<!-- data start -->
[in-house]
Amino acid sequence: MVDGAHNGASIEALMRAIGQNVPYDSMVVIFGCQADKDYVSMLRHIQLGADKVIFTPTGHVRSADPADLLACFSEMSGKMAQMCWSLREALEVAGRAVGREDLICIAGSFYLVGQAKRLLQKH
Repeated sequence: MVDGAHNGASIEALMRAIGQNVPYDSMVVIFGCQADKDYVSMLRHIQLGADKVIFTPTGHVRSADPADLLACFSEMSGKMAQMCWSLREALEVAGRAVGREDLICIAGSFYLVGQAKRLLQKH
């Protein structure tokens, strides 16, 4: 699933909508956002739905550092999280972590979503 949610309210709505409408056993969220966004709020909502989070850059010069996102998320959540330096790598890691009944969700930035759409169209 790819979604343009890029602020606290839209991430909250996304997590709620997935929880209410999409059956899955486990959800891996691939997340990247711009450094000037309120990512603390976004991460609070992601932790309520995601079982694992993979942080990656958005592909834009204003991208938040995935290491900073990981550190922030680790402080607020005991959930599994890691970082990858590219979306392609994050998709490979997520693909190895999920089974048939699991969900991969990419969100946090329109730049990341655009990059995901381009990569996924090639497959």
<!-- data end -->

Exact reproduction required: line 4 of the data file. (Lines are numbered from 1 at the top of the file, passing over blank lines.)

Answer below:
């Protein structure tokens, strides 16, 4: 699933909508956002739905550092999280972590979503 949610309210709505409408056993969220966004709020909502989070850059010069996102998320959540330096790598890691009944969700930035759409169209 790819979604343009890029602020606290839209991430909250996304997590709620997935929880209410999409059956899955486990959800891996691939997340990247711009450094000037309120990512603390976004991460609070992601932790309520995601079982694992993979942080990656958005592909834009204003991208938040995935290491900073990981550190922030680790402080607020005991959930599994890691970082990858590219979306392609994050998709490979997520693909190895999920089974048939699991969900991969990419969100946090329109730049990341655009990059995901381009990569996924090639497959």